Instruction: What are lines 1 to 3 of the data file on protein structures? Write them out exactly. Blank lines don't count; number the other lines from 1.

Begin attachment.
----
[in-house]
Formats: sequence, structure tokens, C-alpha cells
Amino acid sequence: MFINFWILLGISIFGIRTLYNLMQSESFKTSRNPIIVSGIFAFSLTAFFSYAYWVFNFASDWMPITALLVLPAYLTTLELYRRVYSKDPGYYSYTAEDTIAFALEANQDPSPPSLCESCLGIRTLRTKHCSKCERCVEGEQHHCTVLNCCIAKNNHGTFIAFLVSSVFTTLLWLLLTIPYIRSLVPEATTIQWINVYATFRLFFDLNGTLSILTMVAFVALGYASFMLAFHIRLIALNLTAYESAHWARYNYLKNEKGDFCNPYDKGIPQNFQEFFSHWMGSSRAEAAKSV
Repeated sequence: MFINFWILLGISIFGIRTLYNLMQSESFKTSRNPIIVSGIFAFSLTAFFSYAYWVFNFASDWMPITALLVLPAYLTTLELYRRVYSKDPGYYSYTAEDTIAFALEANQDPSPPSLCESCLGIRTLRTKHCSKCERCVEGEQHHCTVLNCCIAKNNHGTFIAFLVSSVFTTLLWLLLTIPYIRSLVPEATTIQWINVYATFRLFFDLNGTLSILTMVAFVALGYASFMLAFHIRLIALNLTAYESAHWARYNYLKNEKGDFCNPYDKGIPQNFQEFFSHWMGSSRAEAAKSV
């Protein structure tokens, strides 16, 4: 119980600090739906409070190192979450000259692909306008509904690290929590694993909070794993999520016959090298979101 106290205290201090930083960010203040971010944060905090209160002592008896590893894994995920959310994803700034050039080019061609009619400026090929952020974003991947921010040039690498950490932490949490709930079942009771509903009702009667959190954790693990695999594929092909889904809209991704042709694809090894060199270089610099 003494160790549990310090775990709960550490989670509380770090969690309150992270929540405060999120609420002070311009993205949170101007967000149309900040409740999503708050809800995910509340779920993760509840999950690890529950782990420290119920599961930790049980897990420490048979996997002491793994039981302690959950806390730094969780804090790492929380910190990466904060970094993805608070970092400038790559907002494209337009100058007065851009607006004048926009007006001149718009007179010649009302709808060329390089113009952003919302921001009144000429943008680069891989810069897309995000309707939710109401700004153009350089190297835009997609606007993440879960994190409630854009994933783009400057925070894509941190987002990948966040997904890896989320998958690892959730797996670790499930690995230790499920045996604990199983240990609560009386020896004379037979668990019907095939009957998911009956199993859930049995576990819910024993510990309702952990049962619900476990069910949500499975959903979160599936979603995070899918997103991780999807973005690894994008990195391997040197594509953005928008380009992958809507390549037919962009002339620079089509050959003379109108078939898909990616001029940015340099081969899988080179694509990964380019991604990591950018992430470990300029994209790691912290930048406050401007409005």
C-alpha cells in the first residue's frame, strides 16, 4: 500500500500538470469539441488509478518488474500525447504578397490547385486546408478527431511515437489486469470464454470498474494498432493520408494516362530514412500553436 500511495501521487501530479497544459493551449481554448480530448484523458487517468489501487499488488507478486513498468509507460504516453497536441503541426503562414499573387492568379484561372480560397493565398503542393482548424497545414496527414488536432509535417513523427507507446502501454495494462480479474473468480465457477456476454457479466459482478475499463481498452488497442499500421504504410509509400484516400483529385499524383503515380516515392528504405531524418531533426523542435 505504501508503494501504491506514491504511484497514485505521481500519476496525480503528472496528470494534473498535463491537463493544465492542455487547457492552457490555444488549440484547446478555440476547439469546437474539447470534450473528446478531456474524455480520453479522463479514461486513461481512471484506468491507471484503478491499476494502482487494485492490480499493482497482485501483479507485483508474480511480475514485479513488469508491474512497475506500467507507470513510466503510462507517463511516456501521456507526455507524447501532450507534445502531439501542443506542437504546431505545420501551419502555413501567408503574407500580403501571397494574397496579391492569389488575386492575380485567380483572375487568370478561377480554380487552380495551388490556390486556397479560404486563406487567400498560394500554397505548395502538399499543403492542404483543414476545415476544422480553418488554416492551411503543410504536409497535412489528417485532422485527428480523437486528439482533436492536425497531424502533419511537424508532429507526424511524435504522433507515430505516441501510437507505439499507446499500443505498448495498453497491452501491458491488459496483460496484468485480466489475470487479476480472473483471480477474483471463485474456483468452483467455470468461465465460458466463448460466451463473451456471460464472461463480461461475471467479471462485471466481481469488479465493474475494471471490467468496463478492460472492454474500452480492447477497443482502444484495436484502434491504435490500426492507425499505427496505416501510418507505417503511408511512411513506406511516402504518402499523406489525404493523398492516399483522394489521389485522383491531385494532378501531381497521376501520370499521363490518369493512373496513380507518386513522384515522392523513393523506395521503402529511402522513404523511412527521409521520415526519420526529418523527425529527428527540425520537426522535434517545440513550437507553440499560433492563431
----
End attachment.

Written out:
[in-house]
Formats: sequence, structure tokens, C-alpha cells
Amino acid sequence: MFINFWILLGISIFGIRTLYNLMQSESFKTSRNPIIVSGIFAFSLTAFFSYAYWVFNFASDWMPITALLVLPAYLTTLELYRRVYSKDPGYYSYTAEDTIAFALEANQDPSPPSLCESCLGIRTLRTKHCSKCERCVEGEQHHCTVLNCCIAKNNHGTFIAFLVSSVFTTLLWLLLTIPYIRSLVPEATTIQWINVYATFRLFFDLNGTLSILTMVAFVALGYASFMLAFHIRLIALNLTAYESAHWARYNYLKNEKGDFCNPYDKGIPQNFQEFFSHWMGSSRAEAAKSV